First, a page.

Rotary Club coming soon to Monticello

Rotary is the “Grand-Daddy” of all service clubs. Founded in 1905, Rotary International has become the world’s leading international service club located in 211 countries and territories with 1,234,527 members (as of 30 June 09) in 33,790 clubs.

Two other prominent service clubs are spinoffs from Rotary: Kiwanis in 1915 and Lions in 1917 - all three service clubs make a major contribution to their communities and the world at large by their excellent programs to improve the lives of people everywhere.

Every community of any size and stature in America should have a Rotary Club. The new Monticello Rotary Club will be sponsored by Blanding Rotary with Phil Lyman and Tony Turk of the Blanding club taking the lead in helping to organize and get Monticello Rotary Club chartered.

Clayson Lyman, a Monticello native and Rotarian since 1974, is the Utah Rotary Assistant Governoror for Extension, charged with starting new clubs. He states: “When I looked at the list of Rotary Clubs in Utah and found that my home town of Monticello does not have a Rotary Club, I was very concerned since there are Rotary Clubs in both Blanding and Moab. Because I was raised in Monticello and know all the ‘old-timers’ we have decided to charter a Rotary Club in Monticello.

“It will enhance the stature of the community and provide a way for Monticello’s leading business and professional men and women to make a real humanitarian difference in the town, the county, the state, the nation and indeed, around the world.”

Lyman, who lived in Southern California for 35 years and raised his children there, was President of the Glendora, California Rotary Club in 1988/89 and District 5300 Governor in 1991/92. He has started many new clubs and has been directing Rotary Membership Development Committees since 1992.

A Rotary Club is composed of active members each of whom is an adult of good character and good business, professional and/or community reputation,

1) engaged as a proprietor, partner, corporate officer, or manager of any worthy and recognized business or profession; or

2) holding any important position in any worthy and recognized business or profession or any branch or agency thereof and have executive capacity with discretionary authority; or

3) having retired from a position listed above; or

4) being a community leader who has demonstrated through personal involvement in community affairs a commitment to service and the Object of Rotary; or

5) having the status of Rotary Foundaiton alumnus and

6) having his or her place of business or residence located in the locality of the club or surrounding area.

Rotarians live by the motto: Service Above Self and the Four Way Test of the things we think, say or do: 1) Is it the truth? 2) Is it fair to all concerned? 3) Will it build goodwill and better friendships? 4) Will it be beneficial to all concerned?

The object of Rotary is to encourage and foster the ideal of service as a basis of worthy enterprise and, in particular, to encourage and foster:

First. The development of acquaintance as an opportunity for service;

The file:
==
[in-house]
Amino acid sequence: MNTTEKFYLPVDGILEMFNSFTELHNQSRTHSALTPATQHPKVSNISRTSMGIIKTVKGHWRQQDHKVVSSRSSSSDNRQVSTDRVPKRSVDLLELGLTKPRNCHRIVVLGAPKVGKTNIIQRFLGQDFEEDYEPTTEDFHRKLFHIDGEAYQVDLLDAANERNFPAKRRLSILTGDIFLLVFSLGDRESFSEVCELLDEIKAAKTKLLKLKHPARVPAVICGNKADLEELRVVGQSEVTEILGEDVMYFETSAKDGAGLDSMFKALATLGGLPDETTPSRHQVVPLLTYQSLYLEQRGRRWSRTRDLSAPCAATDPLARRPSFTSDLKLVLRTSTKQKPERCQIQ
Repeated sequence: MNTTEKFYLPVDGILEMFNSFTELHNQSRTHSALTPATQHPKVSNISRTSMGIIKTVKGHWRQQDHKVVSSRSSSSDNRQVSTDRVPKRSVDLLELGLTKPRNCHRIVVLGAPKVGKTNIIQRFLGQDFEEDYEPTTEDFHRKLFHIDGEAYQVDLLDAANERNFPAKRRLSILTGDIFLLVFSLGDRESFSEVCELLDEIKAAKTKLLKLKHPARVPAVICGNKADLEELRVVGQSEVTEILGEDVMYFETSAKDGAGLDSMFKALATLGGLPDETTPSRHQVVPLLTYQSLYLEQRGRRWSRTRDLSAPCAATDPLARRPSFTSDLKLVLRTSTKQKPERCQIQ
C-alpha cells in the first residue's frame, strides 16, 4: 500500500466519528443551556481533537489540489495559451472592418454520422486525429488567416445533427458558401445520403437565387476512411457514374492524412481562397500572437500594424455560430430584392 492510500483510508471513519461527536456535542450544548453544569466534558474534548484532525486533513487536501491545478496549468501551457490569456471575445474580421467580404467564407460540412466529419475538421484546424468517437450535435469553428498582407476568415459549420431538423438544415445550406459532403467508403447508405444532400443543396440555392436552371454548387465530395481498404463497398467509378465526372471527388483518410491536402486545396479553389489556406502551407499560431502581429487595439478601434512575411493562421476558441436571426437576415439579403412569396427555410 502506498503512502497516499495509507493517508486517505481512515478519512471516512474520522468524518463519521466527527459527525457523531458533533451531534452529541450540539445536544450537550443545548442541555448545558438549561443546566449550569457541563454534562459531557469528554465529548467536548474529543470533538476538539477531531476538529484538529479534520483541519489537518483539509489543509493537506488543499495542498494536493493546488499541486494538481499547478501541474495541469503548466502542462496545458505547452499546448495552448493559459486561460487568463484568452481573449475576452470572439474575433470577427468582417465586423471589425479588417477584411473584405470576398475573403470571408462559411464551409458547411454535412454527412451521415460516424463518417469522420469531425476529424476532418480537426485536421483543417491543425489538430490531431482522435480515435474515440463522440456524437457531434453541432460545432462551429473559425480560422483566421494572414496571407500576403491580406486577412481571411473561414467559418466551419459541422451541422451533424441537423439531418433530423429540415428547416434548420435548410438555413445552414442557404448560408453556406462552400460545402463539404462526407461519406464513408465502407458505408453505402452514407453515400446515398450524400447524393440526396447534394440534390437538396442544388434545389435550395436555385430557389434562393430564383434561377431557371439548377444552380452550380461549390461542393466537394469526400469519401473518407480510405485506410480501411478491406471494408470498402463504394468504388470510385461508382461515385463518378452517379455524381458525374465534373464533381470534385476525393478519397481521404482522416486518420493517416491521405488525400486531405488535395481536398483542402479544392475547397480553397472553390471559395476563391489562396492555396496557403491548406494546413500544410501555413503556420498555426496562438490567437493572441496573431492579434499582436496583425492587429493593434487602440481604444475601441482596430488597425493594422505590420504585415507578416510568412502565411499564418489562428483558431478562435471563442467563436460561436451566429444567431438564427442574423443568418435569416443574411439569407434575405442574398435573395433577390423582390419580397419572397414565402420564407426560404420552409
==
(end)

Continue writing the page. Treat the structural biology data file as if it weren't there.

Second. High ethical standards in business and professions; the recognition of the worthiness of all useful occupations; and the dignifying of each Rotarian’s occupation as an opportunity to serve society.

Third. The application of the ideal of service in each Rotarian’s personal, business, and community life.
Fourth. The advancement of international understanding, goodwill, and peace through a world fellowship of business and professional persons united in the ideal of service.

Rotary’s Four Avenues of Service are the philosophical and practical framework for the work of the Rotary Club.

1. Club Service involves action a member should take within the club to help it funciton successfully.

2. Vocational Service has the purpose of promoting high ethical standards in business and professions, recognizing the worthiness of all dignified occupations, and fostering the ideal of service in the pursuit of all vocations. The role of members includes conducting themselves and their businesses in accordance with Rotary’s principles.

3. Community Service comprises varied efforts that members make, sometimes in conjunction with others, to improve the quality of life of those who live within the club’s locality or municipality.

4. International Service comprises activities that members do to advance international understanding, goodwill, and peace by fostering acquaintance with people of other countries, their cultures, customs, accomplishments, aspirations, and problems, through reading and correspondence and through cooperation in all club activities and projects designed to help people in other lands.

The initial Rotary Information Meeting for Monticello Rotary will be held at 5:30 p.m. on Tuesday, October 20 at the County Commission Chambers in the County Courthouse.

Monticello business and professional men and women are invited to attend. Call Clayson Lyman to receive an invitation and information packet prior to the meeting at (801)221.7789 or

San Juan Record

49 South Main St
PO Box 879
Monticello, UT 84535

Phone: 435.587.2277
Fax: 435.587.3377
Open 8 a.m. to 5 p.m. Monday through Friday